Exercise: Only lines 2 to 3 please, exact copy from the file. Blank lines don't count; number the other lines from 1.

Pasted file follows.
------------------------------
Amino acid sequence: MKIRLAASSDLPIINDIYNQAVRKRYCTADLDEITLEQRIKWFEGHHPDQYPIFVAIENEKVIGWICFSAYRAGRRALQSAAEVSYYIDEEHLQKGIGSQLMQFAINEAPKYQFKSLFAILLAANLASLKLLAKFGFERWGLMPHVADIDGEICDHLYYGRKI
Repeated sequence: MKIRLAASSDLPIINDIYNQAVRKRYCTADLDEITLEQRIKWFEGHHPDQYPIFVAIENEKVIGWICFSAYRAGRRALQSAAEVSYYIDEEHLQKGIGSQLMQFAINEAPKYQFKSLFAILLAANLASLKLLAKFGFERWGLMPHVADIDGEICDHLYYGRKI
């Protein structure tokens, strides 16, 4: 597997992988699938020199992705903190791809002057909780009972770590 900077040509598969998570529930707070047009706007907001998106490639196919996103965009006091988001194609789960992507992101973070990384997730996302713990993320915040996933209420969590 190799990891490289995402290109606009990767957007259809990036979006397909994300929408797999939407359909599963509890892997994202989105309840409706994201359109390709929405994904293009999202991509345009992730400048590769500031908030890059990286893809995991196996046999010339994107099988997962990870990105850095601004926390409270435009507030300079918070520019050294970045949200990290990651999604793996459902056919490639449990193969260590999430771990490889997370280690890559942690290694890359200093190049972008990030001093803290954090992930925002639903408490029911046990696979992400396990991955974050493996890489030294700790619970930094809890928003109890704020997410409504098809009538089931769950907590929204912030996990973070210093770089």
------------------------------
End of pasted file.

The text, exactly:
Repeated sequence: MKIRLAASSDLPIINDIYNQAVRKRYCTADLDEITLEQRIKWFEGHHPDQYPIFVAIENEKVIGWICFSAYRAGRRALQSAAEVSYYIDEEHLQKGIGSQLMQFAINEAPKYQFKSLFAILLAANLASLKLLAKFGFERWGLMPHVADIDGEICDHLYYGRKI
């Protein structure tokens, strides 16, 4: 597997992988699938020199992705903190791809002057909780009972770590 900077040509598969998570529930707070047009706007907001998106490639196919996103965009006091988001194609789960992507992101973070990384997730996302713990993320915040996933209420969590 190799990891490289995402290109606009990767957007259809990036979006397909994300929408797999939407359909599963509890892997994202989105309840409706994201359109390709929405994904293009999202991509345009992730400048590769500031908030890059990286893809995991196996046999010339994107099988997962990870990105850095601004926390409270435009507030300079918070520019050294970045949200990290990651999604793996459902056919490639449990193969260590999430771990490889997370280690890559942690290694890359200093190049972008990030001093803290954090992930925002639903408490029911046990696979992400396990991955974050493996890489030294700790619970930094809890928003109890704020997410409504098809009538089931769950907590929204912030996990973070210093770089």